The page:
The focus of this research theme is to develop more effective ways to stimulate innate and adaptive immune responses to human tumors and to evaluate the efficacy of therapeutic strategies based on such approaches in better animal models of human cancer, and to identify candidate immune biomarkers and state-of-the-art immunomonitoring assays to detect therapeutically effective immune modulation.
- Cell surface chondroitin sulfate proteoglycan 4 (CSPG4) is an attractive target for antibody-based cancer immunotherapy because of its role in tumor cell biology, its high expression on malignant cells including cancer-initiating cells, and its restricted distribution in normal tissues. The clinical use of CSPG4 has been hampered by the lack of a CSPG4-specific chimeric, humanized, or fully human monoclonal antibody. To overcome this limitation, we generated a CSPG4-specific fully human single-chain antibody termed scFv-FcC21 and characterized its specificity and antitumor activity. (Wang et. al., Cancer Res. 2011 Dec 15;71(24):7410-22).
- ECOG 1696 was a Phase II multi-center trial testing vaccination with melanoma peptides, gp100, MART-1 and tyrosinase delivered alone, with GM-CSF, IFN-α2b or both cytokines to HLA-A2(+) patients with metastatic melanoma. The frequency of CD8(+) tetramer (+) (tet(+)) T cells in the circulation was increased for the melanoma peptides (p < 0.03-0.0001) but not for influenza (FLU) peptides (p < 0.9). Only gp100- and MART-1-specific T cells differentiated to CD45RA(+) CCR7(-) effector/memory T cells. In contrast to the IFN-γ ELISPOT frequency, previously correlated with overall survival (Kirkwood et al., Clin Cancer Res 2009;15:1443-51), neither the frequency nor differentiation stage of CD8(+) tet(+) T cells correlated with clinical responses. Delivery of GM-CSF and/or IFN-α2b had no effects on the frequency or differentiation of CD8(+) tet(+) , CD8+ or CD4+ T cells. Phenotypic analyses of CD8(+) tet(+) T cells did not correlate with clinical responses to the vaccine, indicating that functional assessments of peptide-specific T cells are preferable for monitoring of anti-tumor vaccines. (Schaefer et. al., Int J Cancer. 2011 Oct 24. [Epub ahead of print]).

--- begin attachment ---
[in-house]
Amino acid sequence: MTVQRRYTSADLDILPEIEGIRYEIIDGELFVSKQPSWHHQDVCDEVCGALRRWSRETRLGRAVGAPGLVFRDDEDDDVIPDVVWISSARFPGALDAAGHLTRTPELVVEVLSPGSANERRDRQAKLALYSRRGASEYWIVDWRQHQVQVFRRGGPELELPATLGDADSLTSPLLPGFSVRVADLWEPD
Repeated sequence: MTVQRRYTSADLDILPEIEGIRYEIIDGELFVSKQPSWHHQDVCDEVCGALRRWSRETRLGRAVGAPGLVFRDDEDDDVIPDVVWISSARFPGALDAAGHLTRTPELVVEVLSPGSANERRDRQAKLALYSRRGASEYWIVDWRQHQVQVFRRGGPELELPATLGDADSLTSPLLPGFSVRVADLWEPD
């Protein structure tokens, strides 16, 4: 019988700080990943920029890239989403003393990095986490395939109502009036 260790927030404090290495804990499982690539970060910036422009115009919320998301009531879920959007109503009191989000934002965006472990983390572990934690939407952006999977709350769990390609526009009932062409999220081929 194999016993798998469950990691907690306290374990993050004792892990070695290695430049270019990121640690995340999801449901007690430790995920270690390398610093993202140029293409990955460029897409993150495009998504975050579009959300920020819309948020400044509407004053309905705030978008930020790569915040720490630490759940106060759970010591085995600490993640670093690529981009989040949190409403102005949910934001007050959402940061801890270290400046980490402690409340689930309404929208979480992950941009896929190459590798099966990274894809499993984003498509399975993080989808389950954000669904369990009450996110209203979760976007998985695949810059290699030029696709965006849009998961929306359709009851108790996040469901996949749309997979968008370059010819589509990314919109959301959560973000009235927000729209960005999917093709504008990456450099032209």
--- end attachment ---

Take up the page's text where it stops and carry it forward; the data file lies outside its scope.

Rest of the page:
- Squamous cell carcinoma of the head and neck (SCCHN) cells can escape recognition by tumor antigen (TA)-specific cytotoxic T lymphocytes (CTL) by downregulation of antigen processing machinery (APM) components, such as the transporter associated with antigen processing (TAP)-1/2 heterodimer. Recent study results show that (TAP)-1/2 downregulation is regulated primarily by an IFN-γ-pSTAT1-mediated signaling pathway, independent of oncogenic STAT3 overexpression in SCCHN cells (Leibowitz et.al., Cancer Immunol Immunother. 2011 Apr;60(4):525-35).
- The safety and immunogenicity of a novel vaccination was evaluated in a clinical trial with α-type 1 polarized dendritic cells loaded with synthetic peptides for glioma-associated antigen epitopes and administration of polyinosinic-polycytidylic acid stabilized by lysine and carboxymethylcellulose in patients with recurrent malignant gliomas. For at least 12 months, nine patients achieved progression-free status, and one patient with recurrent GBM had a sustained complete response (Okada et.al., J Clin Oncol. 2011, 29:330-6).